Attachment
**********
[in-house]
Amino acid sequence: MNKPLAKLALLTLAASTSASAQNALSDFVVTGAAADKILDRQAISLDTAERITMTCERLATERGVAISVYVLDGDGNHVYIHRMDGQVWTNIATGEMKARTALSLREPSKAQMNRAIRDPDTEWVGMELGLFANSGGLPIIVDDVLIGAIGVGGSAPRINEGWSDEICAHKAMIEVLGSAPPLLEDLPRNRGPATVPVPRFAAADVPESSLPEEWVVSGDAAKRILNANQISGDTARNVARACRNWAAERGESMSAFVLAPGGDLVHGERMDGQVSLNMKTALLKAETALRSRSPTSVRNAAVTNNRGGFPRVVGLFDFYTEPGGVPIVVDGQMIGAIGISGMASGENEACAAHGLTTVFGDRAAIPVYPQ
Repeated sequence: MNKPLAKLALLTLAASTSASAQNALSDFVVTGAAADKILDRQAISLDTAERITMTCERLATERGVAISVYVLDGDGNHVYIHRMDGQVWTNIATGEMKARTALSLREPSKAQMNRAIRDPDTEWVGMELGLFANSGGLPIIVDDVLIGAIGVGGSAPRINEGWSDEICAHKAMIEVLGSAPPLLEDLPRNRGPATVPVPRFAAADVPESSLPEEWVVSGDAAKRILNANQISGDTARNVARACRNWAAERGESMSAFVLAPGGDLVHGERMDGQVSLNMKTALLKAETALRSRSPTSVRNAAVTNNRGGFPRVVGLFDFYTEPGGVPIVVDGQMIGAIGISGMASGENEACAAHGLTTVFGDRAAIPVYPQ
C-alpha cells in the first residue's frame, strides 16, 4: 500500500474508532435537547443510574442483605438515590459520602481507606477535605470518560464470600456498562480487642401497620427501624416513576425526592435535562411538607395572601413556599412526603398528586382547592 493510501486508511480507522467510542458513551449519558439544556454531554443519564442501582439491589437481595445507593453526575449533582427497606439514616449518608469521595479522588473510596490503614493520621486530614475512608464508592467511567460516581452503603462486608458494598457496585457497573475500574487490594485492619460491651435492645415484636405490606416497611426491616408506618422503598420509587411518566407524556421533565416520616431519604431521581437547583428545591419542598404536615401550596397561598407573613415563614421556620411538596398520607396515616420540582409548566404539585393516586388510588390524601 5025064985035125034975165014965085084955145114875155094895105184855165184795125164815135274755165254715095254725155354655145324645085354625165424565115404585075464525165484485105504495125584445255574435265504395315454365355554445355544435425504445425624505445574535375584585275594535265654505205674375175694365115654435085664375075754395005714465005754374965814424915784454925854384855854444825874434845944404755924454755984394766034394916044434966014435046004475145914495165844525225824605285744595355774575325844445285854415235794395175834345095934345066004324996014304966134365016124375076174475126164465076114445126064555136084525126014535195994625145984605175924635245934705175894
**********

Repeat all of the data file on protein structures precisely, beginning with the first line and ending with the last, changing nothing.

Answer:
[in-house]
Amino acid sequence: MNKPLAKLALLTLAASTSASAQNALSDFVVTGAAADKILDRQAISLDTAERITMTCERLATERGVAISVYVLDGDGNHVYIHRMDGQVWTNIATGEMKARTALSLREPSKAQMNRAIRDPDTEWVGMELGLFANSGGLPIIVDDVLIGAIGVGGSAPRINEGWSDEICAHKAMIEVLGSAPPLLEDLPRNRGPATVPVPRFAAADVPESSLPEEWVVSGDAAKRILNANQISGDTARNVARACRNWAAERGESMSAFVLAPGGDLVHGERMDGQVSLNMKTALLKAETALRSRSPTSVRNAAVTNNRGGFPRVVGLFDFYTEPGGVPIVVDGQMIGAIGISGMASGENEACAAHGLTTVFGDRAAIPVYPQ
Repeated sequence: MNKPLAKLALLTLAASTSASAQNALSDFVVTGAAADKILDRQAISLDTAERITMTCERLATERGVAISVYVLDGDGNHVYIHRMDGQVWTNIATGEMKARTALSLREPSKAQMNRAIRDPDTEWVGMELGLFANSGGLPIIVDDVLIGAIGVGGSAPRINEGWSDEICAHKAMIEVLGSAPPLLEDLPRNRGPATVPVPRFAAADVPESSLPEEWVVSGDAAKRILNANQISGDTARNVARACRNWAAERGESMSAFVLAPGGDLVHGERMDGQVSLNMKTALLKAETALRSRSPTSVRNAAVTNNRGGFPRVVGLFDFYTEPGGVPIVVDGQMIGAIGISGMASGENEACAAHGLTTVFGDRAAIPVYPQ
C-alpha cells in the first residue's frame, strides 16, 4: 500500500474508532435537547443510574442483605438515590459520602481507606477535605470518560464470600456498562480487642401497620427501624416513576425526592435535562411538607395572601413556599412526603398528586382547592 493510501486508511480507522467510542458513551449519558439544556454531554443519564442501582439491589437481595445507593453526575449533582427497606439514616449518608469521595479522588473510596490503614493520621486530614475512608464508592467511567460516581452503603462486608458494598457496585457497573475500574487490594485492619460491651435492645415484636405490606416497611426491616408506618422503598420509587411518566407524556421533565416520616431519604431521581437547583428545591419542598404536615401550596397561598407573613415563614421556620411538596398520607396515616420540582409548566404539585393516586388510588390524601 5025064985035125034975165014965085084955145114875155094895105184855165184795125164815135274755165254715095254725155354655145324645085354625165424565115404585075464525165484485105504495125584445255574435265504395315454365355554445355544435425504445425624505445574535375584585275594535265654505205674375175694365115654435085664375075754395005714465005754374965814424915784454925854384855854444825874434845944404755924454755984394766034394916044434966014435046004475145914495165844525225824605285744595355774575325844445285854415235794395175834345095934345066004324996014304966134365016124375076174475126164465076114445126064555136084525126014535195994625145984605175924635245934705175894